365.
Dimitrakopoulos, R, 1977. Conditional Simulations: Tools for Modelling Uncertain
ty
in Open Pit Optimisation, Proceedings of the 1997 Whittle Conference “Optimizing
with Whittle”, 31
–
42.
Isaaks, E H and Srivastava, R M, 1989. Applied Geostatistics, Oxford Univ. Press,
NY, 561 p.
Lane K, F, 1988. The Economic Definition of Ore, Mini
ng Journal Books Ltd,
London, 147 p.
Lerchs, H and Grossman, L, 1965. Optimum Design of Open

Pit Mines, Trans. CIM,
LXVII, 17
–
24.
Padberg, M W, 1995. Linear optimization and extensions, Springer, NY, 449 p.
Ramazan, S and Dimitrakopoulos, R, 2003.
Stochastic integer programming based
modelling for long

term production scheduling of open pit mines. ARC linkage
project report N

6002

1. WH Bryan Mining Geology Research Centre, The
University of Queensland, Brisbane.
10
Figure Captions.
Figure 1 . M
ining schedule optimised with the marginal COG.
Figure 2. NPV of the schedule optimised with the marginal COG.
Figure 3. Mining schedule optimised with the mean grade model.
Figure 4. NPV of the schedule optimised with the mean grade model.
Figure 5. Minin
g schedule optimised with the set of conditional simulations.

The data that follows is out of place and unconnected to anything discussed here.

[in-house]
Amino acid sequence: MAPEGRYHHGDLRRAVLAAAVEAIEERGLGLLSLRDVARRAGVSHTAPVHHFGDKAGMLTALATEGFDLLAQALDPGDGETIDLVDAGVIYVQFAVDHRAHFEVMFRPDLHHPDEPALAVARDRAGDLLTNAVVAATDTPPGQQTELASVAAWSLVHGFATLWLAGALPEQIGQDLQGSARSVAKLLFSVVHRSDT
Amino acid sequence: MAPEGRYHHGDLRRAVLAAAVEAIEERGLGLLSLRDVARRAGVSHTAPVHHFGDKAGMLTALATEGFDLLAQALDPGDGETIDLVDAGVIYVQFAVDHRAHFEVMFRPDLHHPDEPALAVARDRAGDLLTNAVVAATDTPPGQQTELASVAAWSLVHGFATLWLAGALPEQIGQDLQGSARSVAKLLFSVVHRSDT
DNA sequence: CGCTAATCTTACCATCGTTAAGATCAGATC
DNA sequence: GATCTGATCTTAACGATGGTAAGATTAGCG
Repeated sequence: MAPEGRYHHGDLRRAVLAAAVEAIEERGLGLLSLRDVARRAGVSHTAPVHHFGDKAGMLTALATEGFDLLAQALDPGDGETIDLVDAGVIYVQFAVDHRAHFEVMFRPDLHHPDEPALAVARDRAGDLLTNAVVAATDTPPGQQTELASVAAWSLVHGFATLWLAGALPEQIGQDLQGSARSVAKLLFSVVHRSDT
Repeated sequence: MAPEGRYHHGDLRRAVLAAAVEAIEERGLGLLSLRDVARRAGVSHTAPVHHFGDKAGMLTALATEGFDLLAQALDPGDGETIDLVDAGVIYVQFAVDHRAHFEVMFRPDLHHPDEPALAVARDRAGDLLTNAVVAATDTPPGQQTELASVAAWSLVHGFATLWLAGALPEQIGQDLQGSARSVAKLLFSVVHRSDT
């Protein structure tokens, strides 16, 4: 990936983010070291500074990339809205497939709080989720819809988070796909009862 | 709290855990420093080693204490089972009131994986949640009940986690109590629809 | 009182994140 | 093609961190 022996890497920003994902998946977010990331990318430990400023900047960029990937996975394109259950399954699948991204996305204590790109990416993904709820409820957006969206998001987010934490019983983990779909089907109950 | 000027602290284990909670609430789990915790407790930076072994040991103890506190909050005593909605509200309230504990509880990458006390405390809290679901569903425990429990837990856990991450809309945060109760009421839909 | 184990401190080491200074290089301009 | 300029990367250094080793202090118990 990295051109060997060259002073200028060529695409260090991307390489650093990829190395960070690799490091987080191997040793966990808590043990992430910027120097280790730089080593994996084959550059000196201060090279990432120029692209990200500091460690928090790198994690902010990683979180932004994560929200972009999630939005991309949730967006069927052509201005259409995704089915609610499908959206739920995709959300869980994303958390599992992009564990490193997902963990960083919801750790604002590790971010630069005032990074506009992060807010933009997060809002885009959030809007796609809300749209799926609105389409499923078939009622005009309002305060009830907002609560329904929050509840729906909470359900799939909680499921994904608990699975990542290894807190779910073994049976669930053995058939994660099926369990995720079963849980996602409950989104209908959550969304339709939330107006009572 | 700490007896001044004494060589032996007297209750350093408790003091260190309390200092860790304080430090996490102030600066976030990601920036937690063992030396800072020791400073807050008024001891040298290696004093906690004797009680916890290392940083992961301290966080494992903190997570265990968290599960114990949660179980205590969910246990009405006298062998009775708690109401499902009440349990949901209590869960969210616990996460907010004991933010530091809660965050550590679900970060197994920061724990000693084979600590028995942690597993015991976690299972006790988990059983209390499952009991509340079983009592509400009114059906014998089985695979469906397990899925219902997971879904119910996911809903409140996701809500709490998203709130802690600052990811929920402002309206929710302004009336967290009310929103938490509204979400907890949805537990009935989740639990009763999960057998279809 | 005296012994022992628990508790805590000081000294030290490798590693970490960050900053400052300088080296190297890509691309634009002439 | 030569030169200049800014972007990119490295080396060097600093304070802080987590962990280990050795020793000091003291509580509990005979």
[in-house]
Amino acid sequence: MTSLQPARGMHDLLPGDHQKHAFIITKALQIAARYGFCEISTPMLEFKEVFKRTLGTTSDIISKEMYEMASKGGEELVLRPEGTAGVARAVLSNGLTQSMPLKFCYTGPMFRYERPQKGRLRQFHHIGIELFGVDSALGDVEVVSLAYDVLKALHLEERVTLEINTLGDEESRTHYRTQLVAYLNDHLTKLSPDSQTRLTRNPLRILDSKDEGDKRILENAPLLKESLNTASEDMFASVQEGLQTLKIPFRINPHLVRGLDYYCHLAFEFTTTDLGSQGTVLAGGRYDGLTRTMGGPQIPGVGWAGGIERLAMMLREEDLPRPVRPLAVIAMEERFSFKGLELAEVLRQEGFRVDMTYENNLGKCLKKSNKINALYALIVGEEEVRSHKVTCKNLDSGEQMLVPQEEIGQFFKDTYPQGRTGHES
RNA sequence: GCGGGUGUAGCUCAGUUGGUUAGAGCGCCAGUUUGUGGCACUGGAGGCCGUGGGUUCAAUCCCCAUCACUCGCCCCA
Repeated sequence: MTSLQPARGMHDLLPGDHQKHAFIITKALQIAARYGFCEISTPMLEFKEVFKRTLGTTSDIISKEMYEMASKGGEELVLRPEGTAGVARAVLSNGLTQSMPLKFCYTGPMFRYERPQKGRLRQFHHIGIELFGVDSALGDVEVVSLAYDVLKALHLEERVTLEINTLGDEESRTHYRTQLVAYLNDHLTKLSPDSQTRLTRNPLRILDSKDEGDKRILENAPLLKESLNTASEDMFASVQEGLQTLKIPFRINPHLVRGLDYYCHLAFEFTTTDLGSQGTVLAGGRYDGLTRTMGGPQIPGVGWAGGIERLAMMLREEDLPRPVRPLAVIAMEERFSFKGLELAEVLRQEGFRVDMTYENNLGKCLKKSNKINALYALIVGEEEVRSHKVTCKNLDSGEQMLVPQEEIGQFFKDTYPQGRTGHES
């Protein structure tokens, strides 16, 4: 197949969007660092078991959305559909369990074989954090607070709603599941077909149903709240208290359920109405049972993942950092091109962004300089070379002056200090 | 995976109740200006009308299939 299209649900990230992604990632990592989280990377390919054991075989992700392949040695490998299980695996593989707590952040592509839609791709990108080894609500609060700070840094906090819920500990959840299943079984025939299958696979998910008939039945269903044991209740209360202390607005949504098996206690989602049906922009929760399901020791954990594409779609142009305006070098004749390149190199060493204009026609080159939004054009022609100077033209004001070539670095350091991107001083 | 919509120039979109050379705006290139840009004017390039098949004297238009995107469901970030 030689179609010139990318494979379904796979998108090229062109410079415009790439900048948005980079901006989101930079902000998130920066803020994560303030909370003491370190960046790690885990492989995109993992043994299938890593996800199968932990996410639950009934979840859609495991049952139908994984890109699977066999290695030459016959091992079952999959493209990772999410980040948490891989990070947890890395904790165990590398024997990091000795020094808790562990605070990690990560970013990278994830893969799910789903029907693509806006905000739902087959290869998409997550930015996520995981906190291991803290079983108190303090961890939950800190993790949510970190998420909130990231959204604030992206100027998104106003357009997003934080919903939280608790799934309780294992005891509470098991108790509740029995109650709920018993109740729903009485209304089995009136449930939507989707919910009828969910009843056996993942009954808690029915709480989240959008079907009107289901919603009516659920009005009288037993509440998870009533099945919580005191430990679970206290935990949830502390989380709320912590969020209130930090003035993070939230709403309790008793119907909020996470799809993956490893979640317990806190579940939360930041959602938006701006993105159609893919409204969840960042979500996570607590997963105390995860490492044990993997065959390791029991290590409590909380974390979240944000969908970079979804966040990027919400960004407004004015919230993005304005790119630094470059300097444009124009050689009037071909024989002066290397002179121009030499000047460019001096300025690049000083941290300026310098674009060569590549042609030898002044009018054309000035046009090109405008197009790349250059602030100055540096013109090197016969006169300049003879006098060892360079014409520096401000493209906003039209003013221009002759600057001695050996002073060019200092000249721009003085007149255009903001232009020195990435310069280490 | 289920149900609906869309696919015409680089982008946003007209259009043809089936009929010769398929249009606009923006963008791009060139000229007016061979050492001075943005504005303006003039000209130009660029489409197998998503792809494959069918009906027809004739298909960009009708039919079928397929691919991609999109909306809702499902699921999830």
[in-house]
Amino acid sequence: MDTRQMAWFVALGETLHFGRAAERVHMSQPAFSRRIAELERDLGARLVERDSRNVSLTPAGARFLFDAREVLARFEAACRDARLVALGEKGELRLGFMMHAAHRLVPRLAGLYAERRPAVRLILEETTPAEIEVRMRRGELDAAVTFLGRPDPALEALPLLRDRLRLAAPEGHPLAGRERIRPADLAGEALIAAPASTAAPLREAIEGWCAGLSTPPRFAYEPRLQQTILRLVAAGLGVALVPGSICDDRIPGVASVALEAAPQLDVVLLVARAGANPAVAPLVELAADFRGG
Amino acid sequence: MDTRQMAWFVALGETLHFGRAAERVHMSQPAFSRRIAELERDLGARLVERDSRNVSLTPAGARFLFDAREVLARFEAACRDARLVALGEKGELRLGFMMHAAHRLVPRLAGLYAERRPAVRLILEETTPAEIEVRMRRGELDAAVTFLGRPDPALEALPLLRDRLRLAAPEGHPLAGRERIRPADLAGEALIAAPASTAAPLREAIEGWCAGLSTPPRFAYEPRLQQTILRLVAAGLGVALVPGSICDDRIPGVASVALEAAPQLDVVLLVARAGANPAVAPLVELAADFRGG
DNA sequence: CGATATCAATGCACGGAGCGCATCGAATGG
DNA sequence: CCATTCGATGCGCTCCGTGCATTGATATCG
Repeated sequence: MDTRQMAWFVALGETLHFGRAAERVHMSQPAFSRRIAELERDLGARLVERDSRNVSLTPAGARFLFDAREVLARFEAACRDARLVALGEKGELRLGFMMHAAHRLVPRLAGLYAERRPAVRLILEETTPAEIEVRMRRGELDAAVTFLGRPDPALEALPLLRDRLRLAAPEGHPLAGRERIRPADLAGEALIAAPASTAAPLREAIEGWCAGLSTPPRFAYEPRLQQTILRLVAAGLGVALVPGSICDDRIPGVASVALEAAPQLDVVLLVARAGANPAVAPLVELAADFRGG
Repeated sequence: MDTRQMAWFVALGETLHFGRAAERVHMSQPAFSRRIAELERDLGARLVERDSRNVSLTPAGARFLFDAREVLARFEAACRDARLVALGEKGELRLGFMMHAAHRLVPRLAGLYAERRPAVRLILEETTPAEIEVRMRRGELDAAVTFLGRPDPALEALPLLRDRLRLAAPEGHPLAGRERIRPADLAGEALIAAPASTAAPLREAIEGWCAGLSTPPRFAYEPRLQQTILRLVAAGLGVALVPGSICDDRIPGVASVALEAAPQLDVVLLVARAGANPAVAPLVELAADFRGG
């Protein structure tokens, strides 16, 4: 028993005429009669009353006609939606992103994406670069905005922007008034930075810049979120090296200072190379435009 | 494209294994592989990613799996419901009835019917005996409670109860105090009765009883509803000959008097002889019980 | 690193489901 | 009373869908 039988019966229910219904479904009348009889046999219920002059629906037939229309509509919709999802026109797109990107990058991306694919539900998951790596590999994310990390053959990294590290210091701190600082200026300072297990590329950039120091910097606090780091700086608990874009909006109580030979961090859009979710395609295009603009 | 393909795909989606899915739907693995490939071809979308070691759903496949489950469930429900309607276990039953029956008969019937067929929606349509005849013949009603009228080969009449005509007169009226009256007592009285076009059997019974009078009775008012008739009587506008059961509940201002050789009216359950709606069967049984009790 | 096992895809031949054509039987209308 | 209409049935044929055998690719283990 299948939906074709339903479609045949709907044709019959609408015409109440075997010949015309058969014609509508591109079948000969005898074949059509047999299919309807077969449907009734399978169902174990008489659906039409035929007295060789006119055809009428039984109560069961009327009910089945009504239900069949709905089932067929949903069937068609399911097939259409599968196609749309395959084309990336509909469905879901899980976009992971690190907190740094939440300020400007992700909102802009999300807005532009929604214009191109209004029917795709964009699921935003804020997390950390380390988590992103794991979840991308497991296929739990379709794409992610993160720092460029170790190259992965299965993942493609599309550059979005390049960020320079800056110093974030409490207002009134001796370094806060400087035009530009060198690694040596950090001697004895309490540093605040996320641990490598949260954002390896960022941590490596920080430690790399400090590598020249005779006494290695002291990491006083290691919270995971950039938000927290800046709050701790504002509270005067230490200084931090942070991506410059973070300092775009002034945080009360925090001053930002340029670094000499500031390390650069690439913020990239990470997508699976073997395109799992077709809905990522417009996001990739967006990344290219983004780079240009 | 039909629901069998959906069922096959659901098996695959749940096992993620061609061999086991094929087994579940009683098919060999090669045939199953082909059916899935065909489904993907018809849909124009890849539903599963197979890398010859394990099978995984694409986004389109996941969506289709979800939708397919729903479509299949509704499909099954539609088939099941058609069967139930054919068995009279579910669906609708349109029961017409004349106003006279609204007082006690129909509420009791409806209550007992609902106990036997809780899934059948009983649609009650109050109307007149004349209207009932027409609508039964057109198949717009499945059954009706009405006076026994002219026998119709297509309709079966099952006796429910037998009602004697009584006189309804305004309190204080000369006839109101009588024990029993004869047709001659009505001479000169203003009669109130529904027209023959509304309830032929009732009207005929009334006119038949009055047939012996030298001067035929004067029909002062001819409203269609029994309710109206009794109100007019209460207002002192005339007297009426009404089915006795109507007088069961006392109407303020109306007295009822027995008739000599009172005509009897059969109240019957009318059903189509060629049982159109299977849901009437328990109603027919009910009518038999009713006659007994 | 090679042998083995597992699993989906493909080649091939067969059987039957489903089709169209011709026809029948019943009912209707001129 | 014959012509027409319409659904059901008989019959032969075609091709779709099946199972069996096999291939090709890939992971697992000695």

Figure 6. NPV of the schedule optimised with the set of conditional simulations.
11
Figure 1.
0
5,000,000
10,000,000
15,000,000
20,000,000
25,000,000
30,000,000
35,000,000
1
2
3
4
5
6
7
8
9
10
11
12
Periods
Rock (tonnes)
12
Figure 2.
$400,000,000
$300,000,000
$200,000,000
$100,000,000
$0
$100,000,000
$200,000,000
$300,000,000
$400,000,000
$500,000,000
$600,000,000
1
2
3
4
5
6
7
8
9
10
11
12
Periods
NPV
13
Figure 3
0
5,000,000
10,000,000
15,000,000
20,000,000
25,000,000
30,000,000
35,000,000
1
2
3
4
5
6
7
8
9
10
11
Period
Rock (tonnes)
0.5
0.6
0.7
0.8
0.9
1.0
1.1
1.2
Cutoff Grade (%)
14
Figure 4
$400,000,000
$300,000,000
$200,000,000
$100,000,000
$0
$100,000,000
$200,000,000
$300,000,000
$400,000,000
$500,000,000
$600,000,000
1
2
3
4
5
6
7
8
9
10
11
Periods
NPV
15
Figure 5
0
5,000,000
10,000,000
15,000,000
20,000,000
25,000,000
30,000,000
35,000,000
1
2
3
4
5
6
7
8
9
10
11
Periods
Rock (tonnes)
0.5
0.6
0.7
0.8
0.9
1.0
1.1
1.2
Cutoff Grade (%)
16
Figure 6
$400,000,000
$300,000,000
$200,000,000
$100,000,000
$0
$100,000,000
$200,000,000
$300,000,000
$400,000,000
$500,000,000
$600,000,000
1
2
3
4
5
6
7
8
9
10
11
Periods
NPV
17